Object Oriented Scraper Backed with Tests

I just drank a ton of coffee and I'm blasting music in my headphones so this post my bit a bit more scatter-shot than most since I can't really focus :]

Yesterday I managed to build a pretty naive scraper using Nokogiri which would count how often each word was used in the first 10 posts of this blog. Basically scraping the home URL of the site and grabbing everything inside of the div.entry-content selector.

Today I want to convert it into a more OO library so it's a bit more modular and reusable. I also want to back everything with RSpec tests to get into the practice. While it won't be true TDD I'll try to write the tests for the library before putting the classes together.

Design Decisions

I'm calling the project Tentacles for now since it relates to my Octopress blog. I'm still trying to figure out exactly what the end product will be. So far I know that I want it to produce a page of statistics about my blog. I figure that for now it can be just one page with stats that cover the entire blog. In the future I might want to make it more granular so that each post can get special attention. For now it's easiest for me if I just think of the whole blog as a big data set and this page as the output.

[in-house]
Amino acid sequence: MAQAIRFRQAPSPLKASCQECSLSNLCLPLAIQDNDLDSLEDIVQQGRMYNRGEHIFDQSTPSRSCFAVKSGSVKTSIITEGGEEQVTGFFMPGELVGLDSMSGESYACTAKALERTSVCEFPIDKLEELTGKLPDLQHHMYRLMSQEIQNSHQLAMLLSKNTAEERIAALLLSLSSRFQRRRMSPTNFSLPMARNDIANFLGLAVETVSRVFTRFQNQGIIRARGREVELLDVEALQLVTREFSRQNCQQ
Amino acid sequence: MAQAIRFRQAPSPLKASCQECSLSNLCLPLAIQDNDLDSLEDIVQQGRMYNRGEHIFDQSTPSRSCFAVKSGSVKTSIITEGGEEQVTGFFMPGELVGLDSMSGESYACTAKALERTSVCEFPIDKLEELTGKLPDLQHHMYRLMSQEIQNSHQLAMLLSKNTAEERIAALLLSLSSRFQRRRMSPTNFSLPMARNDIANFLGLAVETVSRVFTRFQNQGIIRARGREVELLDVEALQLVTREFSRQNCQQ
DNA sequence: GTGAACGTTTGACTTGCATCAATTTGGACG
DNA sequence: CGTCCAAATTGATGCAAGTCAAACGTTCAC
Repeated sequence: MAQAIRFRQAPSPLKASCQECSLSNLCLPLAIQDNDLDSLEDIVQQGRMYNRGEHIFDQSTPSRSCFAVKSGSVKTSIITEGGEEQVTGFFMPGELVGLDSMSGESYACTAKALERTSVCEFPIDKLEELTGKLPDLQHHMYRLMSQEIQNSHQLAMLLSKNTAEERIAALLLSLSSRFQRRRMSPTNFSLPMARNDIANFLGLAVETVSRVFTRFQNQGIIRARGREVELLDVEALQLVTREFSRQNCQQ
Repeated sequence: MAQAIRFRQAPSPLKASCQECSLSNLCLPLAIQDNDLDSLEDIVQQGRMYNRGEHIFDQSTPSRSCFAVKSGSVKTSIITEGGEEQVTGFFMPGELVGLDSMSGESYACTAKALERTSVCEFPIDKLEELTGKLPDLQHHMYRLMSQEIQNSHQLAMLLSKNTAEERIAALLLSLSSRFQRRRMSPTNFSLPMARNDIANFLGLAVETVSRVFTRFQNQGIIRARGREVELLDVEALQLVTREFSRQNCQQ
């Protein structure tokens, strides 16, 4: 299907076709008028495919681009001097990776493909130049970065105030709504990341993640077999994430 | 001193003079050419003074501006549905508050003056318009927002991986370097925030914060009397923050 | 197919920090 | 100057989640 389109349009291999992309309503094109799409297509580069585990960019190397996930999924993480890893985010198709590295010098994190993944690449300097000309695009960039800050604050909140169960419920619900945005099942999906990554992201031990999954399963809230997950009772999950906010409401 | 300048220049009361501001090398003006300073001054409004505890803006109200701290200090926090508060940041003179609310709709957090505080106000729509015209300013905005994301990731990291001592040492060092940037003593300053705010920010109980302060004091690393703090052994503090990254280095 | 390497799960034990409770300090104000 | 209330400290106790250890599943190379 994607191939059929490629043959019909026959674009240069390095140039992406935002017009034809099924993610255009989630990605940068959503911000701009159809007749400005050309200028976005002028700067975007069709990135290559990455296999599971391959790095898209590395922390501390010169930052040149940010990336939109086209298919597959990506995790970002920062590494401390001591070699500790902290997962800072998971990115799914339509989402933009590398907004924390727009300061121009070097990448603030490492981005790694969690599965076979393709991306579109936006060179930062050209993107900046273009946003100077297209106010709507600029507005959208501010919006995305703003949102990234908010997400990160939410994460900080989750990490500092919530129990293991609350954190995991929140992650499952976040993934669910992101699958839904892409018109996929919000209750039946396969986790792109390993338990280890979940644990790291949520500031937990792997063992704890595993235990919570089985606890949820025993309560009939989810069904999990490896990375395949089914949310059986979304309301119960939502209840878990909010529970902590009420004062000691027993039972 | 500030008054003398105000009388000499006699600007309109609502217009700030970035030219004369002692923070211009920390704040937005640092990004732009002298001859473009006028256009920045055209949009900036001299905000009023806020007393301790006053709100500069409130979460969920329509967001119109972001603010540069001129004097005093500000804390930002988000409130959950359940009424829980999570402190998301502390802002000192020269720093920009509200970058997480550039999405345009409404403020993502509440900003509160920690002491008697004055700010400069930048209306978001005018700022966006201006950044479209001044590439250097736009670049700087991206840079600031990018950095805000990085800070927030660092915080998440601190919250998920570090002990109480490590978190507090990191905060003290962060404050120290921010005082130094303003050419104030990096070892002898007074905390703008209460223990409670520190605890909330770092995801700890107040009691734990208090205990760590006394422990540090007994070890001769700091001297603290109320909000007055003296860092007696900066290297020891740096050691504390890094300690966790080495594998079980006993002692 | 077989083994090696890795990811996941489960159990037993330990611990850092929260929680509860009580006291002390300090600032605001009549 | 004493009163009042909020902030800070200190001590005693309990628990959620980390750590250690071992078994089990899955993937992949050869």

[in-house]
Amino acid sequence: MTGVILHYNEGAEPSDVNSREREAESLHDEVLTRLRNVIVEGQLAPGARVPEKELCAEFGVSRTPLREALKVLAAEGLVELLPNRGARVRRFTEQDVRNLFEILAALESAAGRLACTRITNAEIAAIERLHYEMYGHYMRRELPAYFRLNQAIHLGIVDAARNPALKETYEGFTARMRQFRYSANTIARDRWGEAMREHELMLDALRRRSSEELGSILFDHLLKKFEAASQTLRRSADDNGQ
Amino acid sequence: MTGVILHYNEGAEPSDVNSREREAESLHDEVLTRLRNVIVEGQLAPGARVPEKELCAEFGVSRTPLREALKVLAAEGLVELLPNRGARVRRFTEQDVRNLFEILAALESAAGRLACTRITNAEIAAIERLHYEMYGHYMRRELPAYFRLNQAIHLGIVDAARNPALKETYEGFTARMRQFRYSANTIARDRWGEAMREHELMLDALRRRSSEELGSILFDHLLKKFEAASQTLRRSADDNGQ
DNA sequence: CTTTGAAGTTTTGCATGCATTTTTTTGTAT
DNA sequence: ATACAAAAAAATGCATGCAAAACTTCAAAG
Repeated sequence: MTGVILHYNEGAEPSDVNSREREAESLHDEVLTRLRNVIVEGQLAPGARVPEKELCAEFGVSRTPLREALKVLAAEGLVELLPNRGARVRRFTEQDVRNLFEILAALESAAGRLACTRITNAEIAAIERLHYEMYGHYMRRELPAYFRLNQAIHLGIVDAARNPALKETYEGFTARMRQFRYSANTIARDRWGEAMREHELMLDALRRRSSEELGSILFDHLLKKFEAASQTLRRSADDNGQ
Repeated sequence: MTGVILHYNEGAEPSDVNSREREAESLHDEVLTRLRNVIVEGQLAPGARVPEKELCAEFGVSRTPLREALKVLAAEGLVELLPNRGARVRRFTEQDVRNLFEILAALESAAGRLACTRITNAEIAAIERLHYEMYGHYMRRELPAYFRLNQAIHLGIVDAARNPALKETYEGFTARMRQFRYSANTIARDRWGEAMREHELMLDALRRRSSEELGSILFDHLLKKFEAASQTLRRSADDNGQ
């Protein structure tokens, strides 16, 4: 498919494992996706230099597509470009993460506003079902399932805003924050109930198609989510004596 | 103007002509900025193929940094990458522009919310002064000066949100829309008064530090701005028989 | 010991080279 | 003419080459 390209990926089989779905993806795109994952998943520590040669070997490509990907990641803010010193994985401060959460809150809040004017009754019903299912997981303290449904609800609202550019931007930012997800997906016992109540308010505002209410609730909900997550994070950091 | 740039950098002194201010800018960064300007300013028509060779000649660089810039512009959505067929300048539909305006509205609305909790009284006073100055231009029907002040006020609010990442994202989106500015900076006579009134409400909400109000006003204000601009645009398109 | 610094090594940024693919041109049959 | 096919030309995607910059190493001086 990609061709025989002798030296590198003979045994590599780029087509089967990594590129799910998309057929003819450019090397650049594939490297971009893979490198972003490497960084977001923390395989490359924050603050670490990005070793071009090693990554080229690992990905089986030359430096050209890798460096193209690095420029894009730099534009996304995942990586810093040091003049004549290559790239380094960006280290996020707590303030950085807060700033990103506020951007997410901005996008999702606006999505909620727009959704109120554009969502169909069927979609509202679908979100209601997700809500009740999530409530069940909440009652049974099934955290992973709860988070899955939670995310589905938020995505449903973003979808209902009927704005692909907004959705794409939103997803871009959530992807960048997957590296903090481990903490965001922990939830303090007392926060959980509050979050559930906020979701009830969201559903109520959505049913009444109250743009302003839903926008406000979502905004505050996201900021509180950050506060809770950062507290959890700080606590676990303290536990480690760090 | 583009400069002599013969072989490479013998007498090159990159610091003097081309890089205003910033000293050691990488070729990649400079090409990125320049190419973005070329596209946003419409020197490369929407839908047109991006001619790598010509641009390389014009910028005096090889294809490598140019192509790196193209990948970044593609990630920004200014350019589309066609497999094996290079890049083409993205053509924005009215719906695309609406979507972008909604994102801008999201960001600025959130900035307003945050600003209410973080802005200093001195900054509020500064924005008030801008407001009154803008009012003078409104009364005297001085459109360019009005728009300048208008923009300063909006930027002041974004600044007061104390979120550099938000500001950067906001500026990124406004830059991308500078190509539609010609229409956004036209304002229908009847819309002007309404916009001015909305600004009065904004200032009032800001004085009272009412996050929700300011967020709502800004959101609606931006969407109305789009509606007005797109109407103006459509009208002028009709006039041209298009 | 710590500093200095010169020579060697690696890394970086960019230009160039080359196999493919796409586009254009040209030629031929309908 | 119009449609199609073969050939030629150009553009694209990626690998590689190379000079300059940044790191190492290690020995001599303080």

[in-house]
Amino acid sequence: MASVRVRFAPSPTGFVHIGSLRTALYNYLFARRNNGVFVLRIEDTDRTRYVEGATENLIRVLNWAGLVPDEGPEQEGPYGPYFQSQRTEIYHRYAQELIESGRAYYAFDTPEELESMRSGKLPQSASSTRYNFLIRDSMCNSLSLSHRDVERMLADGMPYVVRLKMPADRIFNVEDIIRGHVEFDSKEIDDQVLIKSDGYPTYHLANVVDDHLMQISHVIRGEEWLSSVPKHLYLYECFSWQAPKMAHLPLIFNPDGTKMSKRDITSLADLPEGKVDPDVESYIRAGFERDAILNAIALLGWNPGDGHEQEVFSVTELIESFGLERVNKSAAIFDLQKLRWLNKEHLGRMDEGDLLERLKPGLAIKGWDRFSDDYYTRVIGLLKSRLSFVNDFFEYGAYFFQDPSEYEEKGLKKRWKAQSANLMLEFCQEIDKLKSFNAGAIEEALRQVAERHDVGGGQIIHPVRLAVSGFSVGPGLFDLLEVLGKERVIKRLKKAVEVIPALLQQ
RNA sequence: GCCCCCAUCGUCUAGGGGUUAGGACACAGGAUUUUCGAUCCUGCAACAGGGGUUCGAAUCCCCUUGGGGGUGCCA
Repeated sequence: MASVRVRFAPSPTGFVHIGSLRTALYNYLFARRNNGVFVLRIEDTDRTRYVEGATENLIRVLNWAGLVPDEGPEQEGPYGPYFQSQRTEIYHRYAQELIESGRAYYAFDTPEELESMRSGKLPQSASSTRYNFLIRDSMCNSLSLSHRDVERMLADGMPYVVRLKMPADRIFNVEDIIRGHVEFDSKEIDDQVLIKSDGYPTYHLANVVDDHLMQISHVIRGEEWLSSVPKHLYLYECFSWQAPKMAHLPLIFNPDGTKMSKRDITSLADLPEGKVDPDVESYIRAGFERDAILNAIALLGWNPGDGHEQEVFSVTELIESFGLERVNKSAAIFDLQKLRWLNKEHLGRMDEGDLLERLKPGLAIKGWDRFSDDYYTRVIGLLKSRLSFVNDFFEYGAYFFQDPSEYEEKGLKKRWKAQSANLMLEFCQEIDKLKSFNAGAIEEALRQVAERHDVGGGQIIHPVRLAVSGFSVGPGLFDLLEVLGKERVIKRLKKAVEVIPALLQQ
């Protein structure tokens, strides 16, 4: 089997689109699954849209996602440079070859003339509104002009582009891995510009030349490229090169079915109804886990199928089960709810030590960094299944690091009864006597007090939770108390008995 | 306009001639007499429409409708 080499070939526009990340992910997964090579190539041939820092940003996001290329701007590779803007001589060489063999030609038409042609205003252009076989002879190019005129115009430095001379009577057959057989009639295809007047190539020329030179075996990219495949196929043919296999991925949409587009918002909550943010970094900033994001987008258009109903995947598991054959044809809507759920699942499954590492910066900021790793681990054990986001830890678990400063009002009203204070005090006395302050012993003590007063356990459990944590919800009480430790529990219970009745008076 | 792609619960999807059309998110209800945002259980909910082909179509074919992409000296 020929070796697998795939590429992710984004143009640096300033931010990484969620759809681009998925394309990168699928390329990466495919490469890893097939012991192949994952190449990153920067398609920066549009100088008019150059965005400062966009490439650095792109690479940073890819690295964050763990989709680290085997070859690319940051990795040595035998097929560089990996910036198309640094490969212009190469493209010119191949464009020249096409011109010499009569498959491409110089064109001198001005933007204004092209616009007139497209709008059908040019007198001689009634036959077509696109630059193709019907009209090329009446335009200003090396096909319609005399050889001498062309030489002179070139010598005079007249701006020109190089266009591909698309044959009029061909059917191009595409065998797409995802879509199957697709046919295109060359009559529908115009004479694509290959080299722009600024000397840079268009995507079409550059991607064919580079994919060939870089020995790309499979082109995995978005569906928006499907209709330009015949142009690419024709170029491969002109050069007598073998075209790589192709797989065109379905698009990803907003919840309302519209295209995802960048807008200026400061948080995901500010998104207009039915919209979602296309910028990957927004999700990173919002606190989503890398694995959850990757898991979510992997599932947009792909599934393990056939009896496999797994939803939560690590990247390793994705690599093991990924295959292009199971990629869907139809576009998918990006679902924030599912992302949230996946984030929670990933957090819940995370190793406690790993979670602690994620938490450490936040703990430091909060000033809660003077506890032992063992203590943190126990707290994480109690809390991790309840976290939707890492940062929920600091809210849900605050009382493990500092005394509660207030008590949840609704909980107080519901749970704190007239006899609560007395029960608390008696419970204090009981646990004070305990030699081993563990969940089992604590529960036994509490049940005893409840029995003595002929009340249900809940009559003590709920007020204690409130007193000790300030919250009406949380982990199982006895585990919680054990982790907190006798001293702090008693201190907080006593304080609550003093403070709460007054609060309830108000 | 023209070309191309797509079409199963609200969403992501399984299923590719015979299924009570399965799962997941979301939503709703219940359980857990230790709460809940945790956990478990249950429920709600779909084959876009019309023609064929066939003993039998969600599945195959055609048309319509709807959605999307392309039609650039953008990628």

I also know that since Octopress is heavily integrated with Rake that I'd probably like to trigger the process as part of a Rake task. IMO the logical place would be to amend Octopress' rake generate so that it not only builds our static pages but it also produces our statistics. Down the line I might want to change this but for now it seems OK to me.

Finally I figure I'll want to have some kind of configuration file so the parser knows what to look for.

For now I'm fine with the output being a plain text file with a few stats on it. We'll work on making the output more robust after we've figure out the basics of our module and integrated it with Rake.

Here's the folder structure I'm using:

  • tentacles
    • bin <--- contains our executable program
      • tentacles
    • lib <--- contains our library of classes
      • crawler.rb
      • config.yml
      • runner.rb
    • spec <--- contains our RSpec tests
      • crawlerspec.rb
      • runnerspec.rb

Playing with IRB